What is in this article?:
- Produce work crews eye court rulings warily
- Expectations, harvest crews, studies
- Now that the U.S. Supreme Court has dealt with Arizona’s controversial immigration law what will happen in states with similar laws?
- How will produce operations that rely on migrant work crews be impacted?
- Georgia law, circumstances explored.
Expectations, harvest crews, studies
After the Arizona ruling, what are you expecting on the Georgia law?
“It’s interesting. The Supreme Court ruling is somewhat vague. The governors of Arizona and Georgia have said the ruling supports their contention that you can check papers and call the federal authorities if (something is amiss). On the other side, advocates say if you check papers only for brown-skinned people then it’s profiling, which is against the law.
“That means for law enforcement to enact this section, they must check the papers of everyone … or be accused of discrimination or racial profiling.”
More on the run-up to the Georgia law passing…
“What did catch us by surprise was the extent of the fear of enforcement. We expected the E-Verify component to be much more difficult to handle and to have the biggest effect.
“What happened is the law passed and the governor signed it on May 13 to great fanfare. At that point, the rumor mill really cranked up in the labor camps and among the harvest crews expected to travel from Florida to Georgia. By late May/early June, there were all kinds of rumors floating around.
“This was 30 to 45 days prior to the law going into effect. There were rumors that Georgia was setting up roadblocks at the Florida border. None of that was true.
“Even so, we starting getting reports from our growers in late May that the harvest crews that normally came to their operations from Florida weren’t coming. The crews said they didn’t want any hassles from law enforcement. And some of the crew members were legal workers but, because they’re Hispanic they feared being singled out.”
On harvest crews and a study…
“We wound up doing a study and survey regarding that and found that Georgia growers were about 40 percent short of harvest crews.”
For more, see here.
“Harvest crews are typically migratory. As the various crops mature, they’ll start in south Florida, move into north Florida, then Georgia, through the Carolinas and up the East Coast into New Jersey and New York. Then, they reverse course to work the fall vegetable crops.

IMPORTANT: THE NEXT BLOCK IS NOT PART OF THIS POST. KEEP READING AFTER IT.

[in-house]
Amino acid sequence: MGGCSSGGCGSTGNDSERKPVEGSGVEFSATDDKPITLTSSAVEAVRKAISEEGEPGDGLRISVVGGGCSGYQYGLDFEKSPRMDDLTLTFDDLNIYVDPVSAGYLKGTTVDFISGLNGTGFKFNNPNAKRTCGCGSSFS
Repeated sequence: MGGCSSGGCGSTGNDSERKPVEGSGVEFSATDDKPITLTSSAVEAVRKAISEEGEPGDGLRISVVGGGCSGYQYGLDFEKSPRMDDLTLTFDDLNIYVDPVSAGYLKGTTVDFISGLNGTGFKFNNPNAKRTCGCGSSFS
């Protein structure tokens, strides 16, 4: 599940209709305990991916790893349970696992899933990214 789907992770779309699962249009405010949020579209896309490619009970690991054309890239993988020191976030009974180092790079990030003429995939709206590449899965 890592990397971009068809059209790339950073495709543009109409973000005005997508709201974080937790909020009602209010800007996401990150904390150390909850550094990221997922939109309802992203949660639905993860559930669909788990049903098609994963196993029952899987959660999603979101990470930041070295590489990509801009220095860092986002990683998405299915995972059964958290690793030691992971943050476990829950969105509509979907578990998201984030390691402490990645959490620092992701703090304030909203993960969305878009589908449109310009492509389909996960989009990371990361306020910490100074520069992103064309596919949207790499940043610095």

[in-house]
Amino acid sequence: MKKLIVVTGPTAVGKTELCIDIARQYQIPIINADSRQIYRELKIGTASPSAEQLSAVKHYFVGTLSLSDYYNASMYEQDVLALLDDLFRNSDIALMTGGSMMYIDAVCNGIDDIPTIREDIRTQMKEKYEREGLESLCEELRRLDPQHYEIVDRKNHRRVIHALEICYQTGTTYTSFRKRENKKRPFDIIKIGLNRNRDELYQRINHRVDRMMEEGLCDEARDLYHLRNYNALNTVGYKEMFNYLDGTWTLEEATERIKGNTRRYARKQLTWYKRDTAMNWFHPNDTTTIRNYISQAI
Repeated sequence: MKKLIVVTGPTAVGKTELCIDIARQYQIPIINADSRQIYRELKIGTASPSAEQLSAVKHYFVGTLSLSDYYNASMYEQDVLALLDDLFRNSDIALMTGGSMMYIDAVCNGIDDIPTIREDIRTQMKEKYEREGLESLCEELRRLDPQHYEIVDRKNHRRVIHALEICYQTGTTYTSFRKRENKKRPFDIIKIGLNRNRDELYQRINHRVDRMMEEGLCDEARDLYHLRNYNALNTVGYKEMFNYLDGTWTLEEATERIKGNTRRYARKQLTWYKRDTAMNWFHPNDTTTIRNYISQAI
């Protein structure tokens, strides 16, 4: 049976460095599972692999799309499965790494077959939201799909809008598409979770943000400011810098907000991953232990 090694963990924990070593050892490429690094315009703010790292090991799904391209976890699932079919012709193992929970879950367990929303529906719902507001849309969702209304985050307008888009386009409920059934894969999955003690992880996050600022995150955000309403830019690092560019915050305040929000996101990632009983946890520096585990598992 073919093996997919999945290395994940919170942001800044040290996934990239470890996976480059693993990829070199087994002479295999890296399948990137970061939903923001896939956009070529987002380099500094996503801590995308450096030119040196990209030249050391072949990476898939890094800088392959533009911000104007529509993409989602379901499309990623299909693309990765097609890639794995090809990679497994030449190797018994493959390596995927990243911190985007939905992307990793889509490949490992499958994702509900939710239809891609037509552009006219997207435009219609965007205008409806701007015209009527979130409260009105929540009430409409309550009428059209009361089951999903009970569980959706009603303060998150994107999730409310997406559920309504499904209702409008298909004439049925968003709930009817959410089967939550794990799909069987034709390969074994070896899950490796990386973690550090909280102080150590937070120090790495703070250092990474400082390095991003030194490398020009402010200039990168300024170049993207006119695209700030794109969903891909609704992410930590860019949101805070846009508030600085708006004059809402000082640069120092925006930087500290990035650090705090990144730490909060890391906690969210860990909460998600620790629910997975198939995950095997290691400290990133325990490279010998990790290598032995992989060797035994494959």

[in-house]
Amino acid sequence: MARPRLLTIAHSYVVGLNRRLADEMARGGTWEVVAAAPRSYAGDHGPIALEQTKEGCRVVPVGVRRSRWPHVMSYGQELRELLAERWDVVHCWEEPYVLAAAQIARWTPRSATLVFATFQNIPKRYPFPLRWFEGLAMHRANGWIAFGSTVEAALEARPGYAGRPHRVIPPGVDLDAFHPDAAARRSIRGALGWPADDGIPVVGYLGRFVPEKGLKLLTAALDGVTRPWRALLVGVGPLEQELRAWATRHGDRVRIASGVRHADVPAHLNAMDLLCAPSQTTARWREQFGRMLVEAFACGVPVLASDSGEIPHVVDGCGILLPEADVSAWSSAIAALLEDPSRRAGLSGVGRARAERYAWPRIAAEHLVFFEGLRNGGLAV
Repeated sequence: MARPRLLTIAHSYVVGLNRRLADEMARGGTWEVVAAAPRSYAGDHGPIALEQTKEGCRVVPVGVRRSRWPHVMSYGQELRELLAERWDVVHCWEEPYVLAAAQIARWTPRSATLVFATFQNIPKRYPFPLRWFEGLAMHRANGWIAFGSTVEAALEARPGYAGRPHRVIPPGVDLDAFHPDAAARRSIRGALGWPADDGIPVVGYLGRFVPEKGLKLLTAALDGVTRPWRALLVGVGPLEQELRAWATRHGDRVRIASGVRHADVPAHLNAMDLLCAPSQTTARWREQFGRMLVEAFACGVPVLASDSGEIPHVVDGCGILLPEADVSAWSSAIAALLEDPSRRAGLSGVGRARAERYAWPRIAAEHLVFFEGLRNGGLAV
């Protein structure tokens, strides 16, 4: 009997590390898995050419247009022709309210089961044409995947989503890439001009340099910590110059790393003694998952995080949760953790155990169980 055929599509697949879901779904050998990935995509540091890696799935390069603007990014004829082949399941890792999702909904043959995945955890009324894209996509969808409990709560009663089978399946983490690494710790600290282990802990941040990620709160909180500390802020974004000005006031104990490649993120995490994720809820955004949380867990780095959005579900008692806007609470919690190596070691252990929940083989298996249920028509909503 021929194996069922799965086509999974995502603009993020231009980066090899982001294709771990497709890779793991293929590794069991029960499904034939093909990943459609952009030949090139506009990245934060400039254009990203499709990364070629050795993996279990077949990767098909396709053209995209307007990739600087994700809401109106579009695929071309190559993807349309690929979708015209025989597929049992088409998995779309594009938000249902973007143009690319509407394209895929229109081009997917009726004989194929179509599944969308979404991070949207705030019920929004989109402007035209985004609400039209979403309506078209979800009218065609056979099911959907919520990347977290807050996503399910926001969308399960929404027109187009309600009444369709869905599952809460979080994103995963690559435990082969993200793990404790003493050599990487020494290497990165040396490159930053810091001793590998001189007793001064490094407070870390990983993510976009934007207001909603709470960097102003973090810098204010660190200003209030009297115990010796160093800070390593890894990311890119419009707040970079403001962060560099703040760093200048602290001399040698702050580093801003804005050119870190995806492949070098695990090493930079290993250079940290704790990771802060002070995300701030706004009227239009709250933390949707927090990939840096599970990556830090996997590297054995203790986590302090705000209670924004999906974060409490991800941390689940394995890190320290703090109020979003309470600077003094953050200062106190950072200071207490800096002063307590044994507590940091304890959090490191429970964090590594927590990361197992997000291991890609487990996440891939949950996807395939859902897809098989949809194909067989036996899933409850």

“When the crews didn’t come, we had major crop losses. The study, done by the University of Georgia, said we had a crop loss of roughly $140 million.”
Can H-2A be fixed? Do we need something entirely different?
“Right now, the H-2A program is not workable for many people. That’s because of ridiculous, bureaucratic rules part of the program.
“Prior to (President) Bush leaving office in 2010, H-2A was being made into a more useable program. Unfortunately, when the Obama administration came in they made major changes and H-2A became almost unusable for many growers, although some use it.
“However, it’s a much more difficult program to work through. It’s very paper-oriented. A small grower that needs five or 10 workers has to spend a ridiculous amount of time to fill out the H-2A paperwork.
“We need some type of guest worker program. We need a nationwide E-Verify. Otherwise, you’ll have states – like Georgia, Alabama and South Carolina that have passed E-Verify laws – that sit out there like an island with workers preferring states that don’t have E-Verify laws.”
On the current growing season and the state of the Georgia legislature…
“There were no changes to the laws during the 2012 legislative session.
“I think we’re getting some politicians to listen but it isn’t enough. Our legislature is dominated by the metro areas and many of the politicians from there feel (the immigration laws) has done some good. We’re not sure exactly how and where, but that’s the perception.
“This year, we’ve also had adequate worker numbers. Part of the reason, we believe, is because of the two enforcement sections of the law that have been impounded. So crews came back to the state.
“Of course, we don’t know what will happen next year. It’s very much up in the air depending on what the ruling will be on the enforcement sections of the law. We’re expecting that to come down in the next couple of months.”
“Any legislature looking at an immigration that’s enforcement-based – whether mandatory E-Verify or not – there must also be some type of guest worker program tied to it. That’s what we’ve been telling Congress.”
For more farm labor coverage, see here.